After three chapters of King’s Quest, I can honestly say it’s the most consistent episodic game I’ve ever played. Not only does the story transition in a way that anyone picking up mid-game won’t be lost in the narrative, but the decisions made from previous chapters carries over in more meaningful ways then one might expect.
Once Upon a Climb is an example of a multi-part chapter game being done right. Episode three triumphs (pun intended) over the last two, blending the results of Graham’s journey into one beautifully woven tale. King’s Quest isn’t the most innovative, but it’s the most well polished.
Graham’s well-crafted story continues years after taking the throne, having become more experienced and strong through his rule. Now that Daventry is secure, Graham finds himself in another predicament, one much more personal then his last adventure. He is now a lonely king, yearning companionship in the shape of a queen, but he quickly learns this is more difficult then he could imagine.
Once again, the reason for the story is brought up by Gwendolyn, Graham’s young and eager grand-daughter who needs advice on what to get her grandma for her birthday. This is where the chapter becomes interesting.
The magical mirror that’s guided young Graham in his travels, reveals to the king that his future wife, is trapped at the top of a large tower in the middle of the forest near a kingdom called Kolyma, located in the east. Across cross deep forests and treacherous swamps, Graham, reaches his destination without a hitch, only to find two princesses trapped at the top instead of one.
Choice becomes a personal factor in chapter three, as the player can pick which princess to sway as their queen. Each girl presents a unique and opposite personality based on their preferences and world views.
On the right, is Princess Neese, an adventurous and quirky girl who loves music. Neese, is the more stereotypical princess one might imagine in a fairy tale, wearing pink and enthusiastic to make new friends despite their personality. While on the left, clad in all green, is Princess Vee, Neese’s best friend and the wiser half of the duo, usually acting as the mediator and voice of reason.
Vee, favors intelligence over brute strength, and spends her time pouring over books and solving puzzles – although she hates to lose. While not really my personal preference, I chose to go with Neese, opting for a more traditional marriage, of course she makes Graham’s life and marriage proposal anything but ordinary.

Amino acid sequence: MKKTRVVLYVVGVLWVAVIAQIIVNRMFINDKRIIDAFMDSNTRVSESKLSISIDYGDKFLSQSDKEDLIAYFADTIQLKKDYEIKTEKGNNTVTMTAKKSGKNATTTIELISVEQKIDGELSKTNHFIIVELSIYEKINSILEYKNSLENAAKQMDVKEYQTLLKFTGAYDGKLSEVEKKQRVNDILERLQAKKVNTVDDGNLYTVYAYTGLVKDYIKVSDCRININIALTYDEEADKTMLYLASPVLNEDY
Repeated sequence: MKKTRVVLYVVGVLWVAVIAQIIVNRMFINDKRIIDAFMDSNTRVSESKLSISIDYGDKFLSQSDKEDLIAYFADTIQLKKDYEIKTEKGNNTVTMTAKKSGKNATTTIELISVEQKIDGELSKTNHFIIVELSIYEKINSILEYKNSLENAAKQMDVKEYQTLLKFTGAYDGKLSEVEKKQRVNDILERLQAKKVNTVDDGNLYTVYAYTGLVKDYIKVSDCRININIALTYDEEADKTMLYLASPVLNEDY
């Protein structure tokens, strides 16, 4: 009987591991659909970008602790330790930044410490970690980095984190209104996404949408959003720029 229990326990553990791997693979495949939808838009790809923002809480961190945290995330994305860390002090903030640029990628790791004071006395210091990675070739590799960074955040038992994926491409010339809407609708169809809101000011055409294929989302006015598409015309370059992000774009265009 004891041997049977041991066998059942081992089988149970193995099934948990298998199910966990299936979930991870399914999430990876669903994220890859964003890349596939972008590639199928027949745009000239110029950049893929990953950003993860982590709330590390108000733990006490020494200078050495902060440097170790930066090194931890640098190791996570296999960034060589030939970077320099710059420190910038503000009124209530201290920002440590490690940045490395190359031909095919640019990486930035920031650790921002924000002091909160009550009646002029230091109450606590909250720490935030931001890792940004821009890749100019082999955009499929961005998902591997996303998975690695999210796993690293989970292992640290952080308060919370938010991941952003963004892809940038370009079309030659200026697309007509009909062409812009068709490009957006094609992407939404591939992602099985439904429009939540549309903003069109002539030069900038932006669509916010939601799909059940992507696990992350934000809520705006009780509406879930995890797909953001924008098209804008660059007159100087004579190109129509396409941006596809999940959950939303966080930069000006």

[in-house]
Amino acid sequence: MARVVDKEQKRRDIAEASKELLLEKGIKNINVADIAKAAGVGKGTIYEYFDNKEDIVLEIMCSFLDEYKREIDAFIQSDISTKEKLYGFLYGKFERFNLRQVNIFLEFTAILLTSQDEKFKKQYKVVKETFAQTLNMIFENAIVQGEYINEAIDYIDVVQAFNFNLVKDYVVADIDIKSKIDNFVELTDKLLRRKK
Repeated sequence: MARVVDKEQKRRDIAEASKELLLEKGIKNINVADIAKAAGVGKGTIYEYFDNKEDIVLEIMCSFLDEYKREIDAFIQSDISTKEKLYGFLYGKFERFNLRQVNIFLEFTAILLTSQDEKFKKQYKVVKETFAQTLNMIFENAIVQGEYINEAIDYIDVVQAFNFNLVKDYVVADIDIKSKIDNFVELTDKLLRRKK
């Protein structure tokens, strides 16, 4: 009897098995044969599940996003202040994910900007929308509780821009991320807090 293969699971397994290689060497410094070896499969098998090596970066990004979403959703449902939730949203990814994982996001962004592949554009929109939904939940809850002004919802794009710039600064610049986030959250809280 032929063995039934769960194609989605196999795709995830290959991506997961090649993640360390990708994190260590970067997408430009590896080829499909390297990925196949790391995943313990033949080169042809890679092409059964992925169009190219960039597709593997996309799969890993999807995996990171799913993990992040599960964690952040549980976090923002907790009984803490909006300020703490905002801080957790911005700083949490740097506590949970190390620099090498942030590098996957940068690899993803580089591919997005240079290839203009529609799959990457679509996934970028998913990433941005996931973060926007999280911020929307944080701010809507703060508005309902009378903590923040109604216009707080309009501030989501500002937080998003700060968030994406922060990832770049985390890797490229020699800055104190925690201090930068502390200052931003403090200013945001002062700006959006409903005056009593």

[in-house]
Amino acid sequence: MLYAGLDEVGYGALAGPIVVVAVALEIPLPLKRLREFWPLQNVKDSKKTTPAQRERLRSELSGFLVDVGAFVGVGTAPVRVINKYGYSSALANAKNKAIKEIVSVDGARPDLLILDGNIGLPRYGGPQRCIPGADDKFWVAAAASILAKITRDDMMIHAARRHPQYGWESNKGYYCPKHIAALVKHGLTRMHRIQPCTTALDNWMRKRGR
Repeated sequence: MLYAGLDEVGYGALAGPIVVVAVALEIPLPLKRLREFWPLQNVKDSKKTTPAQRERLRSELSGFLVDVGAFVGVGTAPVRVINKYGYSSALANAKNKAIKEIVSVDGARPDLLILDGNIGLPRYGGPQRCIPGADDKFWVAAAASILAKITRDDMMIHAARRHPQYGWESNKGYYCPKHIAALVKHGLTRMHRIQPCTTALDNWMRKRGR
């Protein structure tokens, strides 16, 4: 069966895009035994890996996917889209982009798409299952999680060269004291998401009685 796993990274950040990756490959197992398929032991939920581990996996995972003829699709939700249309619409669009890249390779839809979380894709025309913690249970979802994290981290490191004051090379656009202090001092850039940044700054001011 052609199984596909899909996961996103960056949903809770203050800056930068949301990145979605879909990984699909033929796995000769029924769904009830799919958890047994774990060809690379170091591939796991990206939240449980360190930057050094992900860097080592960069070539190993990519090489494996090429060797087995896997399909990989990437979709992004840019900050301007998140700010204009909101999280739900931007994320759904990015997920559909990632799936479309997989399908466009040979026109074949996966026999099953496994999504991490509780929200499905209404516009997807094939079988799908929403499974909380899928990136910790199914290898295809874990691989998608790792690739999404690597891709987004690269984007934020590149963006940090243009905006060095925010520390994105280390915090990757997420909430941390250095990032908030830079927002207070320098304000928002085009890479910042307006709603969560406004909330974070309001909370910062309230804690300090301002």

Without giving away too much of the story, the player will have to solve an assortment of puzzles and help the princesses escape their prison, and the only way to break out is to discover true love. Chapter three is more of a cinematic ride then the previous entries, but the character interactions and humor make it rise above the minimal gameplay involved. Choices from the second chapter will also shape how you solve problems with the girls, such as helping Neese fix her lute thanks to the aid of Amaya the blacksmith, with Zelda Williams reprising her role.
Controls are basic, using the cursor to highlight items or make Graham interact with the world. Solving most of the clues is done through observation and dialogue choices, while managing your inventory. Most of your time will be spent within the tower that constantly moves, learning more about the two princesses and what makes them tick. Other gameplay will involve shooting arrows in the first-person perspective and musical segments, such as plucking the strings of a lute through memorization to find a golden acorn. Funny enough, Queen Madeline of Avalon, the squirrel, will assist you in this endeavor.
Production values are still marvelous, with the cel-shaded cartoon-like graphics and brilliantly performed voice work that brings the many colorful characters to life. Fans will recognize the talents of Cerami Leigh as Princess Neese, known for roles in Borderlands 2 and Xenoblade chronicles X, and the return of Wallace Shawn as Manny, the lovable knight.
As stated above, King’s Quest has maintained a degree of consistency that allows for the game to seamlessly continue its tale without a hitch, and the development by The Odd Gentleman deserves praise for their painstaking details.
By now, you either love or hate King’s Quest, but I can assure fans that there is more to appreciate in this episodic tale, especially with Chapter three. Graham’s arduous journey as king has delighted me with every playthrough, and if the quality of Once Upon a Climb is any indication, I can’t wait for chapter four. While its highly recommended you play the first two chapters, anyone can enjoy Graham’s struggle without losing much in the way of narrative. King’s Quest is the happy ending that we all deserve, and probably one of the greatest adventure games I’ve played in recent years.